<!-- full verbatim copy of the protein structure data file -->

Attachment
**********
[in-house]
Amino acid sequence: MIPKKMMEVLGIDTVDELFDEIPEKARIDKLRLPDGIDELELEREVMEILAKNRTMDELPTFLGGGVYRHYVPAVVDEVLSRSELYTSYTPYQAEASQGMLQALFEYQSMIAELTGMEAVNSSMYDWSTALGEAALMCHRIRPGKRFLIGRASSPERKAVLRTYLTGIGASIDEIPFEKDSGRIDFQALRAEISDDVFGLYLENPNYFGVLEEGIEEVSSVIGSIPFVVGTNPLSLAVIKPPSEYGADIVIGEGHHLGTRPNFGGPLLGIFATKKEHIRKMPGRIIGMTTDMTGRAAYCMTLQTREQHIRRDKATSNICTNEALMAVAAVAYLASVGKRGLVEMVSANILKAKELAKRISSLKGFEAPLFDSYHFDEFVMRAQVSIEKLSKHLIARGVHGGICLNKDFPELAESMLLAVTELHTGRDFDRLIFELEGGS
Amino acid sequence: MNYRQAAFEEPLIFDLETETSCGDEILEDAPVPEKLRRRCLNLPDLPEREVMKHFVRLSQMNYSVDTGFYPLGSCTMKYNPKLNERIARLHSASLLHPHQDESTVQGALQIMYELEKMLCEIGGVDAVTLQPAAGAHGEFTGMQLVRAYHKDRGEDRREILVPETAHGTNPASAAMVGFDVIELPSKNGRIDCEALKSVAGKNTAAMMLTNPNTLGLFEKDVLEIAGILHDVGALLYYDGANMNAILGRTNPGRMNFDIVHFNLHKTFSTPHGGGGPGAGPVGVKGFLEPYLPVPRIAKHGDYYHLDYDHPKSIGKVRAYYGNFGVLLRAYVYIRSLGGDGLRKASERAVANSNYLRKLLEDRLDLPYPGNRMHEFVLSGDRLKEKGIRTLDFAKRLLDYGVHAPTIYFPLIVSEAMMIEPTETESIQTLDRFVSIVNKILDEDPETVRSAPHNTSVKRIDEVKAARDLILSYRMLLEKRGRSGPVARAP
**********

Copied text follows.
[in-house]
Amino acid sequence: MIPKKMMEVLGIDTVDELFDEIPEKARIDKLRLPDGIDELELEREVMEILAKNRTMDELPTFLGGGVYRHYVPAVVDEVLSRSELYTSYTPYQAEASQGMLQALFEYQSMIAELTGMEAVNSSMYDWSTALGEAALMCHRIRPGKRFLIGRASSPERKAVLRTYLTGIGASIDEIPFEKDSGRIDFQALRAEISDDVFGLYLENPNYFGVLEEGIEEVSSVIGSIPFVVGTNPLSLAVIKPPSEYGADIVIGEGHHLGTRPNFGGPLLGIFATKKEHIRKMPGRIIGMTTDMTGRAAYCMTLQTREQHIRRDKATSNICTNEALMAVAAVAYLASVGKRGLVEMVSANILKAKELAKRISSLKGFEAPLFDSYHFDEFVMRAQVSIEKLSKHLIARGVHGGICLNKDFPELAESMLLAVTELHTGRDFDRLIFELEGGS
Amino acid sequence: MNYRQAAFEEPLIFDLETETSCGDEILEDAPVPEKLRRRCLNLPDLPEREVMKHFVRLSQMNYSVDTGFYPLGSCTMKYNPKLNERIARLHSASLLHPHQDESTVQGALQIMYELEKMLCEIGGVDAVTLQPAAGAHGEFTGMQLVRAYHKDRGEDRREILVPETAHGTNPASAAMVGFDVIELPSKNGRIDCEALKSVAGKNTAAMMLTNPNTLGLFEKDVLEIAGILHDVGALLYYDGANMNAILGRTNPGRMNFDIVHFNLHKTFSTPHGGGGPGAGPVGVKGFLEPYLPVPRIAKHGDYYHLDYDHPKSIGKVRAYYGNFGVLLRAYVYIRSLGGDGLRKASERAVANSNYLRKLLEDRLDLPYPGNRMHEFVLSGDRLKEKGIRTLDFAKRLLDYGVHAPTIYFPLIVSEAMMIEPTETESIQTLDRFVSIVNKILDEDPETVRSAPHNTSVKRIDEVKAARDLILSYRMLLEKRGRSGPVARAP